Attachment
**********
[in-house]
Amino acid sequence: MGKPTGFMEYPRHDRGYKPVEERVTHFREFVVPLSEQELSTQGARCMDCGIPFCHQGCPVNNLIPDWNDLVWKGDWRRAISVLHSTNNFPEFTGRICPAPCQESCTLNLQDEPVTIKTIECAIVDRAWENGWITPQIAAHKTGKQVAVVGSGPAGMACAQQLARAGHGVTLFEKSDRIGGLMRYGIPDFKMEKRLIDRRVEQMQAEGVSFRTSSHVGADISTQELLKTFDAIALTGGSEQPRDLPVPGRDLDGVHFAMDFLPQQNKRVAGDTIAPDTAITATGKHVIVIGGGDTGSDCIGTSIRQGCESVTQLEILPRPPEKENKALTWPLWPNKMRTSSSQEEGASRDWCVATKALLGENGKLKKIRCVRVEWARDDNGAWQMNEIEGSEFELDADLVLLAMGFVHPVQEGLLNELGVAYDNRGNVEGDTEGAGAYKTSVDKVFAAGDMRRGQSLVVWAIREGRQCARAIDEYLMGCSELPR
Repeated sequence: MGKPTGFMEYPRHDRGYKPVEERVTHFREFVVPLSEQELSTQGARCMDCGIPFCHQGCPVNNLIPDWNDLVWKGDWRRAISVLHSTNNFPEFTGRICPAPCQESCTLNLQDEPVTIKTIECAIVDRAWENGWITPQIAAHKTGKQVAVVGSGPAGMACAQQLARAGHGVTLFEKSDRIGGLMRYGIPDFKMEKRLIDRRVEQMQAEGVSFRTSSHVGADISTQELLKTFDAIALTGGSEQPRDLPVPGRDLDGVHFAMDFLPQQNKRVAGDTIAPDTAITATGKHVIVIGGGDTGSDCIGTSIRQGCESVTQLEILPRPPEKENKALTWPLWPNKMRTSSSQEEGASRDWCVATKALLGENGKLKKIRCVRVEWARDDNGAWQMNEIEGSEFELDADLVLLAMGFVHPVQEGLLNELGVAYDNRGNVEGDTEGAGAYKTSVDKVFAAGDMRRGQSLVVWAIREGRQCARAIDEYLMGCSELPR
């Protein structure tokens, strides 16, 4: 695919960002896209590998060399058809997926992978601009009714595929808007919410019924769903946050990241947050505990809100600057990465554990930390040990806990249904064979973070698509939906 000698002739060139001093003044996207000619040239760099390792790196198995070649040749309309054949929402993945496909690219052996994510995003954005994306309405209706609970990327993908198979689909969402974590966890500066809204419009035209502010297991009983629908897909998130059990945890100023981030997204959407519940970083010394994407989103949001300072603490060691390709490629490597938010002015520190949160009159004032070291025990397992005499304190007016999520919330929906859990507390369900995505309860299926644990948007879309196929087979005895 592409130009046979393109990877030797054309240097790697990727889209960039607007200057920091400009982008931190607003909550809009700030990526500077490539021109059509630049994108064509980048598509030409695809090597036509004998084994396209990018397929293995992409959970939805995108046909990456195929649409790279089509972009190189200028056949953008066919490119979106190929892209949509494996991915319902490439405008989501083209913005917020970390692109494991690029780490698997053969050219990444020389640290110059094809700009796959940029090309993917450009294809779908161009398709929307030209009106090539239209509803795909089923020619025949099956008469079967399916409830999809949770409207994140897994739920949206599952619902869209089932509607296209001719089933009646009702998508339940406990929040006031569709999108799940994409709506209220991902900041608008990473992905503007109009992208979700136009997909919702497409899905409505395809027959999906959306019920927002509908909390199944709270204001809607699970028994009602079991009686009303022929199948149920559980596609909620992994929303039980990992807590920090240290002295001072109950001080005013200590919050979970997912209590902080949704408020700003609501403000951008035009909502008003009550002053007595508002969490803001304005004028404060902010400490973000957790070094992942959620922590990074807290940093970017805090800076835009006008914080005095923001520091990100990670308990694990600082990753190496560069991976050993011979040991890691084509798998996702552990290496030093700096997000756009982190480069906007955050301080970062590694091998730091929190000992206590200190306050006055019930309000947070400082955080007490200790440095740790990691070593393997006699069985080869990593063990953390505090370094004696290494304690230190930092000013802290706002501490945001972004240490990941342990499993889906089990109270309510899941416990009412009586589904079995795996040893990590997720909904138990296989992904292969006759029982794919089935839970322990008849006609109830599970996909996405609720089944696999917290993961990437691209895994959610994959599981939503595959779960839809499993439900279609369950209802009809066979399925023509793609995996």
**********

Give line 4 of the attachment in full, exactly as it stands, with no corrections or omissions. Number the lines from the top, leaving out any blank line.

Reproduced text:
């Protein structure tokens, strides 16, 4: 695919960002896209590998060399058809997926992978601009009714595929808007919410019924769903946050990241947050505990809100600057990465554990930390040990806990249904064979973070698509939906 000698002739060139001093003044996207000619040239760099390792790196198995070649040749309309054949929402993945496909690219052996994510995003954005994306309405209706609970990327993908198979689909969402974590966890500066809204419009035209502010297991009983629908897909998130059990945890100023981030997204959407519940970083010394994407989103949001300072603490060691390709490629490597938010002015520190949160009159004032070291025990397992005499304190007016999520919330929906859990507390369900995505309860299926644990948007879309196929087979005895 592409130009046979393109990877030797054309240097790697990727889209960039607007200057920091400009982008931190607003909550809009700030990526500077490539021109059509630049994108064509980048598509030409695809090597036509004998084994396209990018397929293995992409959970939805995108046909990456195929649409790279089509972009190189200028056949953008066919490119979106190929892209949509494996991915319902490439405008989501083209913005917020970390692109494991690029780490698997053969050219990444020389640290110059094809700009796959940029090309993917450009294809779908161009398709929307030209009106090539239209509803795909089923020619025949099956008469079967399916409830999809949770409207994140897994739920949206599952619902869209089932509607296209001719089933009646009702998508339940406990929040006031569709999108799940994409709506209220991902900041608008990473992905503007109009992208979700136009997909919702497409899905409505395809027959999906959306019920927002509908909390199944709270204001809607699970028994009602079991009686009303022929199948149920559980596609909620992994929303039980990992807590920090240290002295001072109950001080005013200590919050979970997912209590902080949704408020700003609501403000951008035009909502008003009550002053007595508002969490803001304005004028404060902010400490973000957790070094992942959620922590990074807290940093970017805090800076835009006008914080005095923001520091990100990670308990694990600082990753190496560069991976050993011979040991890691084509798998996702552990290496030093700096997000756009982190480069906007955050301080970062590694091998730091929190000992206590200190306050006055019930309000947070400082955080007490200790440095740790990691070593393997006699069985080869990593063990953390505090370094004696290494304690230190930092000013802290706002501490945001972004240490990941342990499993889906089990109270309510899941416990009412009586589904079995795996040893990590997720909904138990296989992904292969006759029982794919089935839970322990008849006609109830599970996909996405609720089944696999917290993961990437691209895994959610994959599981939503595959779960839809499993439900279609369950209802009809066979399925023509793609995996």